22 1. THE CONSTRUCTION OF REAL AND COMPLEX NUMBERS Proof. The first half of the proof is identical to the proof of Theorem 1.6.14. Suppose now that (zk)k∈N is a Cauchy sequence in C. Let zk = ak + bki, where ak,bk ∈ R. Then |zm − zn|2 = (am − an)2 + (bm − bn)2. It follows immediately that (ak)k∈N and (bk)k∈N are Cauchy sequences in R. If limk→∞ ak = a and limk→∞ bk = b, then limk→∞ zk = z where z = a + bi. Exercise 1.9.12. Show that every bounded sequence in C has a con- vergent subsequence. Definition 1.9.13. Let S be a subset of C. Then z is an accumulation point of S if, for all ε 0, we have (Bε(z) \ {z}) ∩ S = ∅. Remark 1.9.14. Thus, z is an accumulation point of S if every open ball around z contains points of S other than z. Of course, z does not have to be an element of S in order to be an accumulation point of S. Exercise 1.9.15. Find the accumulation points of the following sets: (i) S = {z ∈ C | |z| = 1} (this is the unit circle in C) (ii) S = {z ∈ C | Re z Im z} (iii) S = {a + bi | a, b ∈ Q} (iv) S = {a + bi | a, b ∈ Z}. Exercise 1.9.16. (i) Let S be a subset of C. Show that every neighborhood of an accumu- lation point of S contains infinitely many points of S. (ii) (Bolzano-Weierstrass theorem for C) Prove that any bounded infinite set in C has an accumulation point in C. Theorem 1.9.17 (Heine-Borel). Let S be a closed and bounded subset of C. Given a collection {Ui}i∈I of open sets such that S ⊆ i∈I Ui, there exists a finite subcollection U1,...,Un of {Ui}i∈I such that S ⊆ U1 ∪· · ·∪Un. Proof. For the purposes of this proof, we treat C as R2. We prove it for S = [a, b] × [c, d] where a, b, c, d ∈ R and a b and c d and leave the general case as an exercise. Take a point x0 ∈ [a, b] and consider the set {x0} × [c, d]. We take an open set N ⊆ C containing {x0} × [c, d]. We claim that there exists an open interval I around x0 such that I × [c, d] ⊆ N. For each point in (x0,y) ∈ {x0}× [c, d], choose ry 0 such that the open square (x0 − ry,x0 + ry) × (y − ry,y + ry) ⊆ N. By intersecting these squares with {x0} × R and projecting on the second coordinate, we get a collection of open intervals of the form {x0} × (y − ry,y + ry) that cover {x0} × [c, d]. By the Heine-Borel theorem in R, there exists a finite subcollection of these open intervals that covers the interval {x0}×[c, d]. Hence the corresponding collection of open squares also covers {x0} × [c, d]. Let r be the minimum of the ry from this finite collection. Then I = (x0 − r, x0 + r) is the interval we sought. Now let {Uj}j∈J be an open covering of S. For each x ∈ [a, b], the collection {Uj}j∈J covers {x} × [c, d]. As we did above, we choose a finite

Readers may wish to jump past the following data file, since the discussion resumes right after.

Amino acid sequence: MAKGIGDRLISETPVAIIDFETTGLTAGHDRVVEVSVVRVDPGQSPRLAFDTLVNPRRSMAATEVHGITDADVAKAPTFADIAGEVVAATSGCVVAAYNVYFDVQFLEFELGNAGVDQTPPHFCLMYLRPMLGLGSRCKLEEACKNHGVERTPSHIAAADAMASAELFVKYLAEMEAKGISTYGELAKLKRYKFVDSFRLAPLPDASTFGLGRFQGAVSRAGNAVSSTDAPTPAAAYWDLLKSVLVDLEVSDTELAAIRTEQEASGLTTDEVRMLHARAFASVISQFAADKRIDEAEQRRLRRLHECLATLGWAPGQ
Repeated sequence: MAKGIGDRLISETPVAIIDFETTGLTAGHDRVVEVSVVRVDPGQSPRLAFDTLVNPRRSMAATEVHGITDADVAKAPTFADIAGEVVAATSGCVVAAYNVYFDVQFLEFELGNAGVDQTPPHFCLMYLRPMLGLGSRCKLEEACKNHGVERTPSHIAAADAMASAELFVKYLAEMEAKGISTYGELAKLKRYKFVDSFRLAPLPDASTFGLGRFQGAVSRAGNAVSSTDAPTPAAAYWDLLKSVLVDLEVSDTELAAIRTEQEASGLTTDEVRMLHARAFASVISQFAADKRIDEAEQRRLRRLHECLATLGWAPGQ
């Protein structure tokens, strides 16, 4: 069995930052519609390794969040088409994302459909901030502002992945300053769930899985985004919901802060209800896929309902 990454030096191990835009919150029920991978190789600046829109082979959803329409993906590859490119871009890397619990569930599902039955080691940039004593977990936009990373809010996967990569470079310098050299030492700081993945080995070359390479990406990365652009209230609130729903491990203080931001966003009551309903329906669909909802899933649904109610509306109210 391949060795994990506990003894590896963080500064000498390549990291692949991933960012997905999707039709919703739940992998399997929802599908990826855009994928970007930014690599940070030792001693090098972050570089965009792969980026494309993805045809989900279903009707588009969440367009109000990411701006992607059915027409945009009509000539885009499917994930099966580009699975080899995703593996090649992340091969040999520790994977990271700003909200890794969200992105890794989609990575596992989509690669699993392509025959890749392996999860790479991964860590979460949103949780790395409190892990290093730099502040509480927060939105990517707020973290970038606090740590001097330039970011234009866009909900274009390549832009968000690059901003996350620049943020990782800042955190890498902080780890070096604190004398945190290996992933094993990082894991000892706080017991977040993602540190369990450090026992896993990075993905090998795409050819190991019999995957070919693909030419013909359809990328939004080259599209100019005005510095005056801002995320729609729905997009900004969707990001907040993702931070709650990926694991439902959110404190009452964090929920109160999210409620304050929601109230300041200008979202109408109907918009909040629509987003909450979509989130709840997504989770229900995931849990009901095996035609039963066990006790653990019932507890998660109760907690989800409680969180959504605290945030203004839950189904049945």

Purchased from American Mathematical Society for the exclusive use of nofirst nolast (email unknown) Copyright 2013 American Mathematical Society. Duplication prohibited. Please report unauthorized use to cust-serv@ams.org. Thank You! Your purchase supports the AMS' mission, programs, and services for the mathematical community.